INTERCULTURAL COMMUNICATION

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Intercultural communication as a human activity is ancient, and it is defined as a symbolic, interpretive, transactional, contextual process, in which people from different cultures create shared meanings (Lustig & Koester, 2007:46). Everything from language, gestures, mannerisms, customs, and systems of power and authority can differ between cultures.
 

Living with and in diversity is perceived as both the challenge and the condition of the contemporary world. Our interdependence has continued to intensify, calling for a greater degree of intercultural contact within our communicative ecosystem. Mutual understanding and acceptance, the discovery of the particularities of the other interacting party in a communication process, and the competence for interaction are, among others, some of the formulas for an effective intercultural communication.

 

A substantial practical goal of intercultural communication is to contribute to the success of cross-cultural projects such as transferring knowledge, or effecting change through community development projects. The most strategic application of intercultural communication is to derive the value of cultural diversity. This has long been the goal of multicultural societies.

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Integration and inclusion are processes built by refugees, migrants and host communities collectively. In this regard, the work carried out by the Foundation aims to safeguard and encourage cultural and linguistic diversity, fostering cross-cultural dialogue and helping bring communities together.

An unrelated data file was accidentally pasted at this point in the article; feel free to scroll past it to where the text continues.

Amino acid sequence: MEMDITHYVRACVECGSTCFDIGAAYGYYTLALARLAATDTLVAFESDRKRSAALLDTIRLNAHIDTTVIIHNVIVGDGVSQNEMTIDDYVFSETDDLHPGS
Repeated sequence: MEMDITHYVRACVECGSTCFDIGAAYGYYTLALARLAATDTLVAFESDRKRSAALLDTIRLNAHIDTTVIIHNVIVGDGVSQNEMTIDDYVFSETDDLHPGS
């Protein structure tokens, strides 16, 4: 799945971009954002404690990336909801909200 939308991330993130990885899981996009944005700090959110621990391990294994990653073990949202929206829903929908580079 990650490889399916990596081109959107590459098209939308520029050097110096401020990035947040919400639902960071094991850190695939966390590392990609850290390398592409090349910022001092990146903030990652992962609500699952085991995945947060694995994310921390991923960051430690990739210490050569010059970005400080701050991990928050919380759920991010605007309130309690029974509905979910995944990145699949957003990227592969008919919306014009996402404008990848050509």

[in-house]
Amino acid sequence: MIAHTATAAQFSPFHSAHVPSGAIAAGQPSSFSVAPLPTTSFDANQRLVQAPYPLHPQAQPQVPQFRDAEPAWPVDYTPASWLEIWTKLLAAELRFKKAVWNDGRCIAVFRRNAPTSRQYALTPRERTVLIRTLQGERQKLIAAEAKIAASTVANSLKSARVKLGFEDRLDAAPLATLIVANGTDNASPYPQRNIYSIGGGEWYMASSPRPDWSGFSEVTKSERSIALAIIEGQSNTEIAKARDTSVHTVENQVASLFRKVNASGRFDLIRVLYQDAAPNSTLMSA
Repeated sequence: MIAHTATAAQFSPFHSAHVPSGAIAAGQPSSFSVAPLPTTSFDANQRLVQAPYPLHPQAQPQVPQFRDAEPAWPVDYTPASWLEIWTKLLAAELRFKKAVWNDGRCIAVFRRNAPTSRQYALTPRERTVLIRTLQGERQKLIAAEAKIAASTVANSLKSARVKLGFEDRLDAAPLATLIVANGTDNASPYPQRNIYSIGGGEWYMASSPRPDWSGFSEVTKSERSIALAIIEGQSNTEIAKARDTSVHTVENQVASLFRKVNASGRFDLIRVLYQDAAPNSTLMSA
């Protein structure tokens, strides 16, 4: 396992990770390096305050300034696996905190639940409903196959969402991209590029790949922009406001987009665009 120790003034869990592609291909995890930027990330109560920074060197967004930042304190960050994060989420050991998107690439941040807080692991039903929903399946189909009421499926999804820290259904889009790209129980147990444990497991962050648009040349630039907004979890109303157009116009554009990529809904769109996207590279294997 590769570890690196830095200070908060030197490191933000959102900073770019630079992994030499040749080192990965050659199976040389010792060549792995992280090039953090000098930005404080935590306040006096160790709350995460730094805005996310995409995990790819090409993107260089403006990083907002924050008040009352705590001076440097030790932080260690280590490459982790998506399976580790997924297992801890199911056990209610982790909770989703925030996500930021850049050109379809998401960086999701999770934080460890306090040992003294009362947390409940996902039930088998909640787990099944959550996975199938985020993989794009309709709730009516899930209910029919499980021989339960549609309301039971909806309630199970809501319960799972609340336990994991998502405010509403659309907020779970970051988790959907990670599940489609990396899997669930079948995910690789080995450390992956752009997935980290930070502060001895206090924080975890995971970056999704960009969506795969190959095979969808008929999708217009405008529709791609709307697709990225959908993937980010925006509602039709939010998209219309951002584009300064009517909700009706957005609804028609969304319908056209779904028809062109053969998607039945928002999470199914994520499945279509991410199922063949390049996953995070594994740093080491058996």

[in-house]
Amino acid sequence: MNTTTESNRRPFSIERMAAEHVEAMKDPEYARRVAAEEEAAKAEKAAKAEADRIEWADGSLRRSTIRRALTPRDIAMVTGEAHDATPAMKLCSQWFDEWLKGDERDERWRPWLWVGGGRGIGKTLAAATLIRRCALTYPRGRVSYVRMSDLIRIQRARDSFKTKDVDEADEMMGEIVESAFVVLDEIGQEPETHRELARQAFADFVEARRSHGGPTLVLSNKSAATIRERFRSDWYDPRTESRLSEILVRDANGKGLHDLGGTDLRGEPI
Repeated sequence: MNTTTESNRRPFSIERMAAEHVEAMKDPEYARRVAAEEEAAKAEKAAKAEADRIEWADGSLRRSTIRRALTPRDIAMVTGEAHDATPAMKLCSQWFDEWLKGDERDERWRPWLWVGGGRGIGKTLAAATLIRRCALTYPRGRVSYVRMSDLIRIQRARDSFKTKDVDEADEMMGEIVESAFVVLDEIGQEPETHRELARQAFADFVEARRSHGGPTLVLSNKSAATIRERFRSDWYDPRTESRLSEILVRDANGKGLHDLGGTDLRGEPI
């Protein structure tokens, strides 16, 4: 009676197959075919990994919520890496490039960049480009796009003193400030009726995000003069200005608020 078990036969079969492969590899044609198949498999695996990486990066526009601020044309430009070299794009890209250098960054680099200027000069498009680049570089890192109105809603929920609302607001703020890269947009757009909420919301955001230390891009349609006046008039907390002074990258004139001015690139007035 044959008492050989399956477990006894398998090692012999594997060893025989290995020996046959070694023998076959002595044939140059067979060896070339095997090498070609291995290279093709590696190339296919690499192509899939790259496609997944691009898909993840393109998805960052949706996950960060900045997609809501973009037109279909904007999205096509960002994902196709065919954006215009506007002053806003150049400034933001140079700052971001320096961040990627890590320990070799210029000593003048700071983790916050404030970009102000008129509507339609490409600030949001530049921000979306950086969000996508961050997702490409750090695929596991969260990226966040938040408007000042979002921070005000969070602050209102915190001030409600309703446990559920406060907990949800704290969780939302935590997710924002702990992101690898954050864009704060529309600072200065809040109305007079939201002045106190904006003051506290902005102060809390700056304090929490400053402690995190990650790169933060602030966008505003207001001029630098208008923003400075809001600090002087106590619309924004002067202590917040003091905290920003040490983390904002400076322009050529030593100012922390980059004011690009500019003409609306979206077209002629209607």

On the one hand, in order to facilitate intercultural communication and build strategies to overcome situations of disagreement, the Foundation offers free of charge bridging, adapted courses to support unaccompanied foreign minors, asylum seekers, refugees and migrants at risk.

 

On the other hand, the Foundation offers specialized courses in the fields of language translation and interpreting (T&I), adapted to different contexts and modalities, and aimed at university students and T&I professionals. In this way, we do not only emphasize the need for more specialized training for interpreters as a way of further facilitating communication between migrant and host communities, but also contribute to its materialization.

 

Additionally, to raise intercultural awareness and understanding among the population, we organize multiple multicultural and intergenerational encounters to foster social communicative intergroup processes.